Recently, my awesome gfriend signed us up to a beginner's ukelele course given by the Montreal Ukelele Club at UQAM. She's been listening to me talking about ukeleles for a while now but rather than just get me to sign up for the course by myself, she tagged along so that it would be a fun duo experience that we could both get into.
Given my lack of any know-how when it comes to playing music, I had serious misgivings but it was actually a sweet 2 hour spent with one of their members, Ju, with an infectious love and enthusiasm for the ukelele. It was tough and hard and I still struggle with the finger placement but all in all it made both of us want to keep with it so we went to Archambault the next day and got two ukes to practice on. And now we're trying to learn Bob Dylan's Mr Tambourine Man which man, is harder than you think it'd be.
My gfriend finds practicing the ukelele to be an almost meditative experience - a moment during which she doesn't need to think about anything else except for finger and body placement and progressively getting better at moving from chord to chord. Me, on the other hand, am frequently finding it to be challenging and I'm not yet deriving any pleasure from practicing by myself and more often than not feel my internal tension build up as I struggle through it. So I rarely do. The only time I really enjoy it, is when we practice together. Which we need to really since learning a stringed instrument has a fairly steep learning curve - involving several different steps related to technique: proper finger placement on individual strings AND on chords, moving through chord progression, proper strumming and building comfort at playing a particular song before what you're doing remotely begins to sound like what you're aiming to do. As such, this has been a very different experience from say drawing and painting where I can get immediate pleasure
Nevertheless though, the whole thing's making us think pretty hard about differences in learning styles. The Student Development Center at University of Western Ontario identifies three: auditory (someone tells you how), visual (you see it being done) or kinesthetic (lhands-on) But I think there's a need for a lot more and to expand on what looks to be a linear axis related to stimuli by adding another one related to the learning experience's social component - and that looks at the social context surrounding the learning experience.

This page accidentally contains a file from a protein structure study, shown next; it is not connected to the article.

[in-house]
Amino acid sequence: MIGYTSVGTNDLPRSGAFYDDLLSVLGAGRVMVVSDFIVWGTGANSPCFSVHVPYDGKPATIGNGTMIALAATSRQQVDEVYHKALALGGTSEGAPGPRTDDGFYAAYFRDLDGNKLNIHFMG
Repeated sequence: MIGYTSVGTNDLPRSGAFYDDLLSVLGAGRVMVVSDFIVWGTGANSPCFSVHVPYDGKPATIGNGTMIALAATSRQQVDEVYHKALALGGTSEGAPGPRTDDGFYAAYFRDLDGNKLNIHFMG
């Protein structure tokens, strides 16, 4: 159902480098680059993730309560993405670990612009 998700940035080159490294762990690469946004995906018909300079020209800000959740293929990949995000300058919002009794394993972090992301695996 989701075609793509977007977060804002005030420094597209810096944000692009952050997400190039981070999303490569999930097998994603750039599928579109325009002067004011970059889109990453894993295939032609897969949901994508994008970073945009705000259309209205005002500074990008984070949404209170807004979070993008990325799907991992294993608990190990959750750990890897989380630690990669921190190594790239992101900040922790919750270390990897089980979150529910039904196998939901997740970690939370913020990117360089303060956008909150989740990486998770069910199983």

Not everyone learns the same... My gfriend and I are a good example of this. When we cook, she follows recipes to the letter but gains confidence and skills and acquires wonderful recipes as a result whereas I can more or less work my way confidently enough around making food - tossing it together and improvising, but nevertheless expanding my repertoire much more slowly than she does.
At the moment, I'm knee-deep in community-of-practice theory by Jean Lave and Etienne Wenger and it's getting me to appreciate the extent to which I rely on the social aspect of the experience - that it needs to be part-and-parcel of the learning cause otherwise I get bored and tune out.
And though my gfriend and I are not a community of practice per-say, our co-learning experience in ukelele shares aspect of what Lave and Wenger would define as such. For one, we're in the process of developing a shared language related to our experience of the ukelele - a language that's specific to chords and finger placement and instrument positioning and which songs we like the most and want to practice. There are clear definitions to our community - we do it together - and these boundaries are what makes the learning fun and special to us. It's a learning practice that's specifically geared towards one particular thing: learning the ukelele and we know how and when we'll be successful. And while it's a community with specific boundaries, it's nevertheless situated within a broader social framework of other communities of practice and includes: a broader body of music we like, the Montreal Ukelele Club, friends of ours who are in bands... Most importantly though, it's a community that's largely informal and non-hierarchic.